Fig. 3 is a flowchart describing a method of scanning for WLAN access points depending on a location of a wireless device according to one embodiment of the invention. Fig. 4 is a diagram of a wireless device passive scan according to one embodiment of the invention.

Fig. 5 is a block diagram of a wireless device active scan according to one embodiment of the invention. A system, apparatus and method is described for providing a scan for WLAN access points that is initiated in response to a change in geographic location of a mobile wireless device. In one embodiment of the invention, the wireless device identifies its relative location and determines whether it has changed geographic locations. If such a location change has occurred, a WLAN scan is initiated. In another embodiment, the wireless device maintains a list of WLAN access points and associated geographic location(s) for each of the WLAN access points. In response to a mobile wireless device changing geographic locations, the new location is compared to the list of WLAN access points. The mobile wireless device may scan for WLAN access points if the comparison suggests that a WLAN access point should be available for the new location. These described embodiments are exemplary and one skilled in the art will recognize variations to and modifications of these embodiments are included within the present invention.

In the following description, for purposes of explanation, specific details are set forth in order to provide an understanding of the invention. It will be apparent, however, to one skilled in the art that the invention can be practiced without these details. Furthermore, one skilled in the art will recognize that embodiments of the present invention, described below, may be incorporated in a number of different wireless devices including cellular phones, smart phones and PDAs. The present invention may be integrated within these wireless devices as hardware, software or firmware. Accordingly, structures and devices shown below in block diagram are illustrative of specific embodiments of the invention and are meant to avoid obscuring the invention.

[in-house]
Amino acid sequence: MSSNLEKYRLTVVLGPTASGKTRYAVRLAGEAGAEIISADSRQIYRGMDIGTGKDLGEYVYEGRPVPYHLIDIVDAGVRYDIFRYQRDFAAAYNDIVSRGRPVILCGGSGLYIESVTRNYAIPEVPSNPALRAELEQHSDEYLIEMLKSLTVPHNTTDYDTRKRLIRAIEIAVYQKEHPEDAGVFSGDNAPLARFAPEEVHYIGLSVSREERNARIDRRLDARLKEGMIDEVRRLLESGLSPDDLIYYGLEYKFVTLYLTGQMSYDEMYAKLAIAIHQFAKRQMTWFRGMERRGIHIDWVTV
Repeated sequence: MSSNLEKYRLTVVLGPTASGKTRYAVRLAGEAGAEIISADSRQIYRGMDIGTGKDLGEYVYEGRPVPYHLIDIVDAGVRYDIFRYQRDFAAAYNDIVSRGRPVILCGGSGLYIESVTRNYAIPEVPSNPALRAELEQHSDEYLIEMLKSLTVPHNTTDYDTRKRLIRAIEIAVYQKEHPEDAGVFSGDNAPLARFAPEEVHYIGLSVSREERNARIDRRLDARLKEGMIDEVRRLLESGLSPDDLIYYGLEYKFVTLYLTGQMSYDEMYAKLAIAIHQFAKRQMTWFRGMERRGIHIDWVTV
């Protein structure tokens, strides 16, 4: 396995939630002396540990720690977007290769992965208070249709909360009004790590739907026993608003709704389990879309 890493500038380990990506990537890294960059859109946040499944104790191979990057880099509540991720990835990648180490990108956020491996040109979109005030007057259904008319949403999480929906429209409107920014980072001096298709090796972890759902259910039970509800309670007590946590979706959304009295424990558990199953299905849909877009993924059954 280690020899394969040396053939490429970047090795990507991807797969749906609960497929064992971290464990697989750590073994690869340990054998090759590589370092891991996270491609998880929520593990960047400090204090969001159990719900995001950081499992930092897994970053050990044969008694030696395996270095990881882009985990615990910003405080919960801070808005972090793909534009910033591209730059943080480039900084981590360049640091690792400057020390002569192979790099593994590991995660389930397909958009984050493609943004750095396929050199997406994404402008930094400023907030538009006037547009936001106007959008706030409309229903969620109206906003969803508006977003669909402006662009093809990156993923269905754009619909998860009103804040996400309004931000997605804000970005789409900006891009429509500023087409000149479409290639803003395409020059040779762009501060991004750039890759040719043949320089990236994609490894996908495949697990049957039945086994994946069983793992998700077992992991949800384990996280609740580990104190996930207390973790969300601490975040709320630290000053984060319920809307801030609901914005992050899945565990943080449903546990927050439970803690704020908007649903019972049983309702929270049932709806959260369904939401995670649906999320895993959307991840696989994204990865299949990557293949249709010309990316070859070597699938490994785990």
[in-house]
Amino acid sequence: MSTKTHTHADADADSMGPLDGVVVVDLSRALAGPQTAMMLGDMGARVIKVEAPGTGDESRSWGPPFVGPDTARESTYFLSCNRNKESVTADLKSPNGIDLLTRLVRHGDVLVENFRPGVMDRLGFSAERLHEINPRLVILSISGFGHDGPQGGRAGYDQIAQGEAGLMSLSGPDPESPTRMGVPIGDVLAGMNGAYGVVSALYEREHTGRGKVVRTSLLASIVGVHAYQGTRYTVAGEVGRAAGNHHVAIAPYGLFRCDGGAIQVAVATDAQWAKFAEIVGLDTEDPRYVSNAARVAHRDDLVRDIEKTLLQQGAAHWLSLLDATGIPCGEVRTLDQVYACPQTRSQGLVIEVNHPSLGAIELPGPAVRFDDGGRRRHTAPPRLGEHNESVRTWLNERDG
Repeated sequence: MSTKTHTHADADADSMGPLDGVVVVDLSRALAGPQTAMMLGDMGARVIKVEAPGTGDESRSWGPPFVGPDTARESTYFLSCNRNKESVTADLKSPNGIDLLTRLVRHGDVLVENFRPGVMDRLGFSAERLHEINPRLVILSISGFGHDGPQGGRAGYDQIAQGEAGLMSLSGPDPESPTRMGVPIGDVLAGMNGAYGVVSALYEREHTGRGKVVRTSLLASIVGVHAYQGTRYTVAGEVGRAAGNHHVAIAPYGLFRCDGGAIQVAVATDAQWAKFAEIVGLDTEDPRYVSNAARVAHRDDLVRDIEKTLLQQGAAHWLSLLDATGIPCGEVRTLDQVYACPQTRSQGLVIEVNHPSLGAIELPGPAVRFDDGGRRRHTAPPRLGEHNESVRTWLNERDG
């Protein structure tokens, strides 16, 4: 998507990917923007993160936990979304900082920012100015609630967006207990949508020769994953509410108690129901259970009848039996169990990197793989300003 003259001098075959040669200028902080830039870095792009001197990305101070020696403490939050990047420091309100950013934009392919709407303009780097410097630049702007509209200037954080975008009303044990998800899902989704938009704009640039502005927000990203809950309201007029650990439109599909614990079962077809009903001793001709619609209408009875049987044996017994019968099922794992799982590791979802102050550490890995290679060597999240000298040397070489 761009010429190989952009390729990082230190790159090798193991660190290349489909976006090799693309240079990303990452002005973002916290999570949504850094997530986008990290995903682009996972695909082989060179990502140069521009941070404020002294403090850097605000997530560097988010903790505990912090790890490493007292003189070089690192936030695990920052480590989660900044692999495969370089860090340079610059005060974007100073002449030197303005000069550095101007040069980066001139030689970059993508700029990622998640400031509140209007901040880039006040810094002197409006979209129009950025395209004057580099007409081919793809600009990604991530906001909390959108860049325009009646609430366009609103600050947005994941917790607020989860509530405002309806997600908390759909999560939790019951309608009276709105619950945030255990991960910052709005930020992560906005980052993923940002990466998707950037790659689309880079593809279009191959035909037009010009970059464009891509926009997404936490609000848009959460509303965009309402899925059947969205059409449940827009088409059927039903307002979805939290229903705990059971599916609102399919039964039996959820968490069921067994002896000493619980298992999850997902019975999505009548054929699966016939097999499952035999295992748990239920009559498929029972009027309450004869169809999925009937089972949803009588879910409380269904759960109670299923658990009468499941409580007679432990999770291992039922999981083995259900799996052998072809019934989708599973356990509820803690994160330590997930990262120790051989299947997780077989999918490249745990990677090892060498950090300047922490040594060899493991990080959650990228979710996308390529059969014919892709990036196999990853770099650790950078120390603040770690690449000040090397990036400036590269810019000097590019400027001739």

Reference in the specification to "one embodiment", "another embodiment" or "an embodiment" means that a particular feature, structure, characteristic, or function described in connection with the embodiment is included in at least one embodiment of the invention. The appearances of the phrase "in one embodiment" in various places in the specification are not necessarily all referring to the same embodiment.

A. System Overview

Figure 1 illustrates a WLAN, having an access point with which a wireless device may communicate. The WLAN includes a wireless access point 140, a network switch or router 150, and a first network station 125 and a second network station 135. The WLAN may communicate with certain network stations on wired or wireless connections. Also, the wireless access point 140 and the network switch or router 150 may be integrated into the same box.

A mobile wireless device 115 may communicate with the WLAN access point 140 and operate within the WLAN itself. This communication requires an initial handshaking procedure in which the wireless access point 140 provides the mobile wireless device 115 certain parameters describing its communication protocol. Thereafter, a communication channel is created that allows data to be transmitted and received between the access point 140 and the mobile wireless device 115.

According to one embodiment of the invention, the mobile wireless device 115 does not consistently scan for WLAN access points. Rather, the mobile wireless device 115 scans after a change in its geographic location has been identified. This change in geographic location means that a mobile wireless device has moved a sufficient distance so that current communication with a current WLAN access point is unavailable.

The mobile wireless device 115 may identify its location using a number of different methods including a global positioning system feature, location information from a cellular tower/base station, or triangulation techniques using multiple cellular towers/base stations. After a change of location has been detected, the mobile wireless device 115 may initiate a scan for a WLAN access point. This triggering event, a change in location, allows the mobile wireless device 115 to avoid having to continually scan for access points. In another embodiment, the mobile wireless device 115 may compare its new location to a list of known WLAN access points and corresponding geographic locations to determine whether a scan would be warranted. If one or more WLAN access points are identified that correspond to the new geographic location, a scan is initiated. This embodiment further reduces the number of scans that are performed by the mobile wireless device 115 and thereby reduces the demand on its processing resources and power consumption.

B. Wireless Mobile Device